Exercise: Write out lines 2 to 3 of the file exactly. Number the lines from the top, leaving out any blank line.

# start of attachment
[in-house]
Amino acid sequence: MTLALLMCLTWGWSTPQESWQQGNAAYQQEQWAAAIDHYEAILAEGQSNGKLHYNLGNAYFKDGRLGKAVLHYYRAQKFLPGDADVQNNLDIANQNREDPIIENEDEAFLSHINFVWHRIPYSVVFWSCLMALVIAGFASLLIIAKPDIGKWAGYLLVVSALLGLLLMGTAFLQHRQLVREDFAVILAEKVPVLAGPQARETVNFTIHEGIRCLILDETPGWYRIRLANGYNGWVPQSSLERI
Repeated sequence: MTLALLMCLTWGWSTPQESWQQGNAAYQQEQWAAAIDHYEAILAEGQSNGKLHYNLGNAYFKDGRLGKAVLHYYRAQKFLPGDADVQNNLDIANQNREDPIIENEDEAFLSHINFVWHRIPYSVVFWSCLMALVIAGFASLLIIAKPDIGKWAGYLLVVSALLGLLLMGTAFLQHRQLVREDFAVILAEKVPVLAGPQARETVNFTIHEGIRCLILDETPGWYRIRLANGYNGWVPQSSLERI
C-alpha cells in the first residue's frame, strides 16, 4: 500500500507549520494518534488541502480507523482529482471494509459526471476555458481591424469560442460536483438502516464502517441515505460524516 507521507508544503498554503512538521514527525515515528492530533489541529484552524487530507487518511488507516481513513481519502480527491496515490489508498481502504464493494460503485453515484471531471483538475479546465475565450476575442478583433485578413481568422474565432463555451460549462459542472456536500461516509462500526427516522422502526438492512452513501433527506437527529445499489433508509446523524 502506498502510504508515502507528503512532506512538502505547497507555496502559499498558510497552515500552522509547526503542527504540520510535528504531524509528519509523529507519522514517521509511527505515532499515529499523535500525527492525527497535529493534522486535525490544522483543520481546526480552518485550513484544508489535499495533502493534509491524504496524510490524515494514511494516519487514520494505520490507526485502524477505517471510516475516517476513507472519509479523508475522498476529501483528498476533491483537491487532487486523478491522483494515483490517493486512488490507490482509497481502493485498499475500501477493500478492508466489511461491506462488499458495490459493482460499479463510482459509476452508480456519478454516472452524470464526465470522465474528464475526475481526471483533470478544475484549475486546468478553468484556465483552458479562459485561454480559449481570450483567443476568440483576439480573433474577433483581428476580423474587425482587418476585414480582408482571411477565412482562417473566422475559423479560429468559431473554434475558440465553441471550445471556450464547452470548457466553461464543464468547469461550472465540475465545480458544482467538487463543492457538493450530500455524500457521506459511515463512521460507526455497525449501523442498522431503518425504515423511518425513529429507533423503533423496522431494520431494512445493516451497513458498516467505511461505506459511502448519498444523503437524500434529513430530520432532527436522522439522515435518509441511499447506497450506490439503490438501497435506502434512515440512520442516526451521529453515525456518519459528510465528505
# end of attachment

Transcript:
Amino acid sequence: MTLALLMCLTWGWSTPQESWQQGNAAYQQEQWAAAIDHYEAILAEGQSNGKLHYNLGNAYFKDGRLGKAVLHYYRAQKFLPGDADVQNNLDIANQNREDPIIENEDEAFLSHINFVWHRIPYSVVFWSCLMALVIAGFASLLIIAKPDIGKWAGYLLVVSALLGLLLMGTAFLQHRQLVREDFAVILAEKVPVLAGPQARETVNFTIHEGIRCLILDETPGWYRIRLANGYNGWVPQSSLERI
Repeated sequence: MTLALLMCLTWGWSTPQESWQQGNAAYQQEQWAAAIDHYEAILAEGQSNGKLHYNLGNAYFKDGRLGKAVLHYYRAQKFLPGDADVQNNLDIANQNREDPIIENEDEAFLSHINFVWHRIPYSVVFWSCLMALVIAGFASLLIIAKPDIGKWAGYLLVVSALLGLLLMGTAFLQHRQLVREDFAVILAEKVPVLAGPQARETVNFTIHEGIRCLILDETPGWYRIRLANGYNGWVPQSSLERI